When it comes to dealing with grief, there are a lot of misconceptions in society regarding the ‘correct’ way to mourn and reconcile one’s losses. These prominent ideas have long plagued our world, which is primarily due to emotional stigmatization. In reality, bereavement lacks a destination. It is painful, and it is strenuous, and it is endless. But there is hope.
My father passed away when I was six years old. It took me a long time to realize what that really meant, in part due to my age – the ripples that cascade from loss extend far beyond any perceivable boundary. My family and I found ourselves grappling with what had previously seemed unimaginable. Fortunately, I was able to discover and experience healing, helpful resources. These didn’t take away the grief, but they did make it easier to understand and progress. The following methods have allowed me to live and confront my bereavement simultaneously.
I know this strategy sounds generalized. However, the most crucial discernment between grief and mourning is that the latter stems from expression. Mourning consists of how you take your emotions and convey them to the outside world. Because I frequently bottled my emotions after my dad died, writing was the most therapeutic form of expression I could latch onto. I journaled, wrote letters to him, and even penned poetry. It was simpler than having to formulate everything I was feeling in the sometimes lacking means of conversation. Bottom line: if you’re expressing yourself healthily, pursue it.
2. Find a Community
When I was younger, I was the only child in my school who had lost a parent. I wouldn’t say that I felt isolated, per se; it was more like I just felt alone in my experience. I was lucky that way. I became even more fortunate when I attended Comfort Zone Camp for the first time at eight years old. As a nonprofit bereavement camp, they allow kids just like me to live in a ‘bubble’ for a weekend. For the first time, I was entirely surrounded by people who knew exactly what I was going through. If you’ve lost someone close to you, I would recommend their programs without hesitation.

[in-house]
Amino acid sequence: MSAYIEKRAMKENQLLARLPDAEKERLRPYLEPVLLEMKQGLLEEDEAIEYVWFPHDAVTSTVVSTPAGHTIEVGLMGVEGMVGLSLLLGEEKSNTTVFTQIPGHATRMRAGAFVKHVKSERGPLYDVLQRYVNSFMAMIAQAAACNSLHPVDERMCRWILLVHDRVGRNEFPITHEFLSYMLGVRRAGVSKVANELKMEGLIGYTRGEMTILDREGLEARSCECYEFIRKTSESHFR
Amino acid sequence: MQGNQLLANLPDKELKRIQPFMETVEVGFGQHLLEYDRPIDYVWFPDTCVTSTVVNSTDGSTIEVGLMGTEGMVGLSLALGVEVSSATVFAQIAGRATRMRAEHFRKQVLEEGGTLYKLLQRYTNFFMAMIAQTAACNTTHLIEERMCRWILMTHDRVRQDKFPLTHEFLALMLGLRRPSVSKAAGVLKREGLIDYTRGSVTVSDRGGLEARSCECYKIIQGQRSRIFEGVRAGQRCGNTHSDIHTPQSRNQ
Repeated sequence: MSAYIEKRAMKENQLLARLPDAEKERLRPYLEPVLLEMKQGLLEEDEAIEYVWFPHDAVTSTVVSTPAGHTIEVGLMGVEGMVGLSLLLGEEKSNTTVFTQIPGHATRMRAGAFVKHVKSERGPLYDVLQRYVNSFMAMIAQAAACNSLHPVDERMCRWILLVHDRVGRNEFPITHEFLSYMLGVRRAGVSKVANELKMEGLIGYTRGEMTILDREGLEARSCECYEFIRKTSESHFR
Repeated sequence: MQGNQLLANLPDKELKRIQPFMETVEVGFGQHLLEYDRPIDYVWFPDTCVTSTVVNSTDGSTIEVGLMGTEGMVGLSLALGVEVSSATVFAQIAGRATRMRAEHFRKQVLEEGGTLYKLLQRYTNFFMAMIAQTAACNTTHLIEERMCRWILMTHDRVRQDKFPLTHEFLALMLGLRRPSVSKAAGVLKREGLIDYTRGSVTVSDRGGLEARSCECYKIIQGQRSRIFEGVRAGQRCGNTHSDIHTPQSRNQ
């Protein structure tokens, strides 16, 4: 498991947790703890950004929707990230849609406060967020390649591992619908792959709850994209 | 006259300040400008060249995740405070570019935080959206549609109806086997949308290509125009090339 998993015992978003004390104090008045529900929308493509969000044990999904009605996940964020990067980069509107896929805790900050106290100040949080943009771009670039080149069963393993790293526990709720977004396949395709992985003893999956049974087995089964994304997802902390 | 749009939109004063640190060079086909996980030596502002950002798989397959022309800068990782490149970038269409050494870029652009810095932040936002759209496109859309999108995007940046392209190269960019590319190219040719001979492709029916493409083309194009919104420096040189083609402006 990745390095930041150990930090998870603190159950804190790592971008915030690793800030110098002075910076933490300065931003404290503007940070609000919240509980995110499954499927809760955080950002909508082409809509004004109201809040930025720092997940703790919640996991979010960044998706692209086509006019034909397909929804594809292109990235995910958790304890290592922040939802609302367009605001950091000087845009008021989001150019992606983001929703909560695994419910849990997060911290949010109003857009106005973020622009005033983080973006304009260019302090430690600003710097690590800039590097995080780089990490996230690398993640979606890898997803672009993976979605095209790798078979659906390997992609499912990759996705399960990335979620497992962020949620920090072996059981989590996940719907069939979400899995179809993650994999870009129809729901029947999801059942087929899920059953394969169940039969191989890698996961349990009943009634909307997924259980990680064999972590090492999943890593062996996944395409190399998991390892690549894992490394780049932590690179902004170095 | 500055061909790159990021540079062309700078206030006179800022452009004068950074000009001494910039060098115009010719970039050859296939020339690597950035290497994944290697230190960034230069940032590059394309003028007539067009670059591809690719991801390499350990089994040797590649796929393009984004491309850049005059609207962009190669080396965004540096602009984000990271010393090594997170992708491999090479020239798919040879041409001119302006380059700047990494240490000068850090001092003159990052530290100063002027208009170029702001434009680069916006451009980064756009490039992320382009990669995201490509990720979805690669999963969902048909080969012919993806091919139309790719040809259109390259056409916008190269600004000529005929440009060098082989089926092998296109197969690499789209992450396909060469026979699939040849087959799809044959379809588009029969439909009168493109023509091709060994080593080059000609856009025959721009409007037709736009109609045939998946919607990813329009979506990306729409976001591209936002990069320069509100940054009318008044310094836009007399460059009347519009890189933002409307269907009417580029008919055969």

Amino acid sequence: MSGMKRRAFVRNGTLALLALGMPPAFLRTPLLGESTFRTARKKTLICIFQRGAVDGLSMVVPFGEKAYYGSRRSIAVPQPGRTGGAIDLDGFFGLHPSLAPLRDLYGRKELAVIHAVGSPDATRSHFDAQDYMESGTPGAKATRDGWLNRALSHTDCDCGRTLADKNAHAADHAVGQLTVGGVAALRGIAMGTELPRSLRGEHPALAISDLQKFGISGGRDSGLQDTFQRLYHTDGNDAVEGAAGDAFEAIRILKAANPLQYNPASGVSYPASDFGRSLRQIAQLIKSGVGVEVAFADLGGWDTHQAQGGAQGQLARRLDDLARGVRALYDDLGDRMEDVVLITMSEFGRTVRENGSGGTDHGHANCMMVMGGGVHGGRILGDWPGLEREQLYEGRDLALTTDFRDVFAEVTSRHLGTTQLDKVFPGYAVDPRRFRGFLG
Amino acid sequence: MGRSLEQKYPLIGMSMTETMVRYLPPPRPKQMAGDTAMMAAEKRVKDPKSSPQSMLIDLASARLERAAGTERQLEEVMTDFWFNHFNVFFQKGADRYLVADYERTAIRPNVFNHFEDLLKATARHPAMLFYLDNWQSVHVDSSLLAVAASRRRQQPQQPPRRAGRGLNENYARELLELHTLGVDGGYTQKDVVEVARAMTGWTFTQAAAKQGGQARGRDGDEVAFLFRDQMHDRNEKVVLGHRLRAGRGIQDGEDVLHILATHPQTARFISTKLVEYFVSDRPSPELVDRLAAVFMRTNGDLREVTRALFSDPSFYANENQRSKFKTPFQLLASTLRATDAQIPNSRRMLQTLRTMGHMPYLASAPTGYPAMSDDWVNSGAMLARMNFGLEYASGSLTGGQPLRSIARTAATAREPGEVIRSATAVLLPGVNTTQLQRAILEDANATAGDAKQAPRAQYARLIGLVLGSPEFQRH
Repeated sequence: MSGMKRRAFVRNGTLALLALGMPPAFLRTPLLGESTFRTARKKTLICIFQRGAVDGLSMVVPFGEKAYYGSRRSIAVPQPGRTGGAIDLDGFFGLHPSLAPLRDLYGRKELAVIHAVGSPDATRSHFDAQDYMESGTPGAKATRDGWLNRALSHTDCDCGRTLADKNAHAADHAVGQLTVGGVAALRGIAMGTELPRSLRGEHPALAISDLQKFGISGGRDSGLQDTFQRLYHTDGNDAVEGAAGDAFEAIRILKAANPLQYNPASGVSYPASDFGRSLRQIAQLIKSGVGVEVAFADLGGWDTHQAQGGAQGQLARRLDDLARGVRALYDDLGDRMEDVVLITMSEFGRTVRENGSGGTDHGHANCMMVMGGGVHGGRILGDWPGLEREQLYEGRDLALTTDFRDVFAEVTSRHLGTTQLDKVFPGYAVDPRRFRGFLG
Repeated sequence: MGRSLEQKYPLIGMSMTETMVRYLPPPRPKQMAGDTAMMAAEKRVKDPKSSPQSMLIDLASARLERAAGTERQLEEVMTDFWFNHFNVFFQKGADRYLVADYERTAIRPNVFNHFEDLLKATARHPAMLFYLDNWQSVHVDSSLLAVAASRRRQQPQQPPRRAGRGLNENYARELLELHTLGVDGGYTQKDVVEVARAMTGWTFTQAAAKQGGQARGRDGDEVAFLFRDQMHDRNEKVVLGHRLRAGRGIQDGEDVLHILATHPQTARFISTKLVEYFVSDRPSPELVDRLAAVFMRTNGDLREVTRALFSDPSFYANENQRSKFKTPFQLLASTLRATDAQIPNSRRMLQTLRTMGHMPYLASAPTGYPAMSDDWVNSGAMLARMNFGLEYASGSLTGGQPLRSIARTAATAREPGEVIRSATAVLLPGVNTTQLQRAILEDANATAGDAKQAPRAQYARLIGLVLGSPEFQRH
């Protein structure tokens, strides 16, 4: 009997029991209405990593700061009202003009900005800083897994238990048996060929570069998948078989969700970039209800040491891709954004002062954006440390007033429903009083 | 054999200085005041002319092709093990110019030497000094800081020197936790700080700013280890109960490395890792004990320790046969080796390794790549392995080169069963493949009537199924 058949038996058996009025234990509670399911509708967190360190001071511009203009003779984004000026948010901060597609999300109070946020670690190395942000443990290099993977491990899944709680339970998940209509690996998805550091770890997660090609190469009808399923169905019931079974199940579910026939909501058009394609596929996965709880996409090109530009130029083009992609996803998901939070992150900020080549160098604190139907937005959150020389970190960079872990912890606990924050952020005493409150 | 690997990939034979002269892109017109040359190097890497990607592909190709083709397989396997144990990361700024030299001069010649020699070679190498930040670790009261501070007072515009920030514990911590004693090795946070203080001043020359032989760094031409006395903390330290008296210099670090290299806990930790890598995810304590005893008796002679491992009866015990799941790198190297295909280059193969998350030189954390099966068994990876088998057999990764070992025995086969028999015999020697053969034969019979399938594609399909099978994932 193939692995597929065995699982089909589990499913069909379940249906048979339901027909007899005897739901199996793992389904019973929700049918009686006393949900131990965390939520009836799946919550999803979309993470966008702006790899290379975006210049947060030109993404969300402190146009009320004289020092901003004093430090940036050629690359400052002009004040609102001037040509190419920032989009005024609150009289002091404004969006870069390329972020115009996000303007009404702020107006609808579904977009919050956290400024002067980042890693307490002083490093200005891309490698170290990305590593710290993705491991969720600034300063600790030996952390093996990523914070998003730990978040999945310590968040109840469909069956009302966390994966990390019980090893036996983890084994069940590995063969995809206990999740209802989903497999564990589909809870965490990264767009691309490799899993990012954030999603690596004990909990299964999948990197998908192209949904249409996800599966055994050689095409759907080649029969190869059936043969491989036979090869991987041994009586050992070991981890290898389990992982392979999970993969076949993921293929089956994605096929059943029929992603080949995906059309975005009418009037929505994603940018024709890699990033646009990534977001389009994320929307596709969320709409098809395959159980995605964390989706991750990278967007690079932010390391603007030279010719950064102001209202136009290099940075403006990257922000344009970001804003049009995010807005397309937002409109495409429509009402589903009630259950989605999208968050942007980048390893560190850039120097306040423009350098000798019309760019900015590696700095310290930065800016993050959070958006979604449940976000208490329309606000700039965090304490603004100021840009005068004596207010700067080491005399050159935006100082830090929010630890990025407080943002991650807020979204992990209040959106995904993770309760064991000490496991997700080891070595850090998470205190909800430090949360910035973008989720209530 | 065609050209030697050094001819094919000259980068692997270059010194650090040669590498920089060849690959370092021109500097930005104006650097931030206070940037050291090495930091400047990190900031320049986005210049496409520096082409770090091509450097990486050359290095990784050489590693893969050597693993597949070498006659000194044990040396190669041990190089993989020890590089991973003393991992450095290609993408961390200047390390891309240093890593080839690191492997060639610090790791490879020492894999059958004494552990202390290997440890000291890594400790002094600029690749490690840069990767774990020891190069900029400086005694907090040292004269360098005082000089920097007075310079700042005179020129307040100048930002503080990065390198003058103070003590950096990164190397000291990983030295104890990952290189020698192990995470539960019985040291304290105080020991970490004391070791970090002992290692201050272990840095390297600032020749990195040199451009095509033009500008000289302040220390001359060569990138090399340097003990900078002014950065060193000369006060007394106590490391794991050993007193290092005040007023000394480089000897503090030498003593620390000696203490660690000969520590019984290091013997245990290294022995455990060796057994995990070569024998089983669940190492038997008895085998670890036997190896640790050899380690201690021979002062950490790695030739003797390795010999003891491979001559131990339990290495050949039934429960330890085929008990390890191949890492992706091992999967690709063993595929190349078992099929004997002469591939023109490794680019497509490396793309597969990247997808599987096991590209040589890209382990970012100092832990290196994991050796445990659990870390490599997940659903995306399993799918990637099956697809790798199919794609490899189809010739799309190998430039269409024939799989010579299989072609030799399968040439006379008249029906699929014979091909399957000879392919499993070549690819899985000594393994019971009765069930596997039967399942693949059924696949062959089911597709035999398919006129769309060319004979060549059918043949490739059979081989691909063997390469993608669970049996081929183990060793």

If camps aren’t for you, stay local and go to your school’s guidance counselor. They should already be aware of your situation and be able to let you know if there’s a group of students with similar experiences at your school. At the end of the day, it’s all about knowing that you are far from alone. In fact, Community hospices are also a great option; most hospitals offer free counseling and support groups. 1 in 5 people will lose a loved one by the age of 18 according to Children’s Grief Awareness Day.
Losing my father is the hardest experience I’ve ever endured, and I continue to deal with it every passing day. The journey of allowing myself to openly communicate my grief has shaped me as a person in the most definitive sense. When you lose a loved one, it is crucial for you to know that you are not alone. I urge you to channel your emotions in their vast intensity into the most effective and beneficial ways possible. For more information, check out Hello Grief’s list of resources.